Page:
Halloween and Rosacea Symptoms: Very Scary, Indeed!

I hope you had a safe and happy Halloween!

Halloween 2015 steampunkI had a great time, taking part in an annual tradition of joining a bunch of friends for a Halloween costume party/game night.  I used the steampunk-style costume I made for the Fan Expo 2014.  I was a dope that year and didn’t get any pictures of it, after having spent 6 months making the darned thing! This was my chance to actually take some pics! It was a lot of fun putting it all back together again.

That said, I wear a lot of makeup when I dress up in that costume.  It’s not just the usual layer of foundation and powder, but also a number of different types of blush, bronzer and eye shadow on my cheeks, not to mention the 2 types of liquid liner, eye shadows and even a stick-on gear/cog at the outer corner of my eyes.

Since I don’t wear that makeup every day and I have a budget that is next to nothing, a lot of the weird coloured products are from my local dollar store (though not the eyeliners.  I don’t put dollar store products that close to my eyes).

I knew my skin wouldn’t be happy and I was right. I took great care to take off my makeup that night but when I woke up in the morning, I had a nasty flare-up to deal with.  My face was red, inflamed, hot, stinging and even had a few little bumps.

My Halloween makeup created one scary set of rosacea symptoms!

If that weren’t enough, on Halloween I also ate junk food and candy (and possibly some of the punch…), all of which are not friendly when it comes to dealing with rosacea symptoms.

I knew that I was setting myself up for trouble and I was right. The next day, my face was a mess.

Instead of sulking about it, I’ve decided to take on a different strategy.  I created a little YouTube video (below) to document the flare-up.

I’ll use the red light therapy and amber light therapy every day and will make another video when the rosacea symptoms have cleared up so that I’m back to where I was on the morning of October 31.

I think it should be an interesting test.  My guess is that it will take 2 to 3 days to fully clear up all the symptoms (including both the visible ones and the ones I can feel like stinging and burning).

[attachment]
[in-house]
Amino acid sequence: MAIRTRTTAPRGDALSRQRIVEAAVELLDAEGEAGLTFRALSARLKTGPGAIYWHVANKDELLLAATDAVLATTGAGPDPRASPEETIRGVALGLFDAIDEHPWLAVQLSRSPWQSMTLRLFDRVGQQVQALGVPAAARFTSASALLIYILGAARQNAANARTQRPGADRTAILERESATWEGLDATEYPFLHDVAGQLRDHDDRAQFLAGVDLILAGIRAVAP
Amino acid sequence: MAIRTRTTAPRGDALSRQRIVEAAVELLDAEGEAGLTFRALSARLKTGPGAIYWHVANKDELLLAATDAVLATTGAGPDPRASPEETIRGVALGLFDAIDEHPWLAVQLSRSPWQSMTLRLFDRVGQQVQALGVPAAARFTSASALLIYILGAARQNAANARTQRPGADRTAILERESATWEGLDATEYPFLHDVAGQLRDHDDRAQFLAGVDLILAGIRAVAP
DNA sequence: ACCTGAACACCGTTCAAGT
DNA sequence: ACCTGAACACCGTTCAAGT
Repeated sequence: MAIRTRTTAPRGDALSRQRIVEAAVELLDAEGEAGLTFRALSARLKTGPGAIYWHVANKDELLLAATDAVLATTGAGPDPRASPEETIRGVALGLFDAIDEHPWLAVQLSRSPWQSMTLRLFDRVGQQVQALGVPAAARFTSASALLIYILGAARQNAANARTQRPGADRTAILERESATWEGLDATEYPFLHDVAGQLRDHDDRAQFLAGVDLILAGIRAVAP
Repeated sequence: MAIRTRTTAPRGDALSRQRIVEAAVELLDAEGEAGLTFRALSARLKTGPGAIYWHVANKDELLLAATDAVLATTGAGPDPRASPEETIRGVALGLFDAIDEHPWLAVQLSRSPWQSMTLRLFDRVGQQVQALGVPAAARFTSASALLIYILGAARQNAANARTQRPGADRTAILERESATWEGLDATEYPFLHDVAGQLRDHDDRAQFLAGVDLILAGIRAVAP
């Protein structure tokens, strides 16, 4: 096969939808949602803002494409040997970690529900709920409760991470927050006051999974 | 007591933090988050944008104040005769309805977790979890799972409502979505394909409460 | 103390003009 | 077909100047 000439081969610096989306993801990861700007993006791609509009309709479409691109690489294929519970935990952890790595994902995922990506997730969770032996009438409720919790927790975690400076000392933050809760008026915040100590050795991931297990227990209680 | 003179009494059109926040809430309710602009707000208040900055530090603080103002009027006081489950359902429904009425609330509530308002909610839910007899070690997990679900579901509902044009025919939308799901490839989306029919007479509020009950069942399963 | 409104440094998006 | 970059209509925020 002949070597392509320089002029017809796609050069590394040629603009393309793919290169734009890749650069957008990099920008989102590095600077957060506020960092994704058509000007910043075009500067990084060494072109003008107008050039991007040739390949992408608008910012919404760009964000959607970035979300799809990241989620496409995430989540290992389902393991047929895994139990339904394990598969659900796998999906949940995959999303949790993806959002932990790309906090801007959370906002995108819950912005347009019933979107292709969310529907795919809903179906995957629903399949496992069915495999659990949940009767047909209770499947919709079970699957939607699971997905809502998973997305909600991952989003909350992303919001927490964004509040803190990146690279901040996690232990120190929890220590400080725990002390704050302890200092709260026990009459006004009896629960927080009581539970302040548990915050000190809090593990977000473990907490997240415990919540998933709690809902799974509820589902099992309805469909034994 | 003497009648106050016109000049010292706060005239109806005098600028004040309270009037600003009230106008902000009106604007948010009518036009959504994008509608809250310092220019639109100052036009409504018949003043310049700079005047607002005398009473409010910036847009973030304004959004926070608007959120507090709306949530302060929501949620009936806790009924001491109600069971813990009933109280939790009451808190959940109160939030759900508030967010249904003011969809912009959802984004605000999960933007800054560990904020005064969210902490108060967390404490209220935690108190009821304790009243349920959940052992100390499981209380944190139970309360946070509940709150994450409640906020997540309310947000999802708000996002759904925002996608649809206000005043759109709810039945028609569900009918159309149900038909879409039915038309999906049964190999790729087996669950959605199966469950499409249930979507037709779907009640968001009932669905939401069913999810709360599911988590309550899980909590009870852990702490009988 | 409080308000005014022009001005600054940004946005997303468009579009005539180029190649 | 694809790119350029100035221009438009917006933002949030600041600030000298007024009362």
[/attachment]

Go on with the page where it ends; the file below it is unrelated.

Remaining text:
Please feel free to guess at how long it will take in the comments below.  Also, while you’re commenting, if you happen to know a rosacea-prone skin-friendly way to remove makeup, I’d love it if you would tell me about it.

I don’t usually wear makeup on my face, but there are times when I simply have to cover up my symptoms.  I have social anxiety disorder, but I still have to make public appearances at book clubs and other events because of Love at First Plight. I’ve been working very hard at overcoming my fears and am proud to be able to meet people who have read my book and who want to talk about it with me.  It’s the biggest joy of my life. Part of easing my anxiety in these situations is in feeding my vanity – if I feel I look good, my confidence is higher.  It’s shallow, but it’s the truth and I’ve promised to be honest with you, so there it is.

So in those situations, I do wear makeup to cover my rosacea symptoms.  I take it off as soon as I get home. I use baby oil and an extremely soft and smooth microfiber cloth.  I follow that with a gentle but thorough cleansing with my normal cleanser (which just isn’t strong enough to take off makeup on its own).  While that process does get the makeup off, I don’t think the baby oil is the best thing to apply to my skin – it’s just the gentlest thing I know about.

Any (non-spam) recommendations are welcome.  I’d love to hear about your tips and tricks in makeup removal for rosacea-prone skin. That said, I’d also like to hear about your own experiences in treating rosacea as a whole. The more we all share with each other, the better we’ll be at figuring this out.

That’s the scoop for now.  I’ll keep you posted about my progress in clearing up my current scary Halloween flare-up.

See you next time!


  1. I admire how creatively and courageously you discuss your Rosacea. Instead of hiding under a rock during a flare-up, you ‘own’ your problem and work to illuminate treatments for all of us who have this problem.


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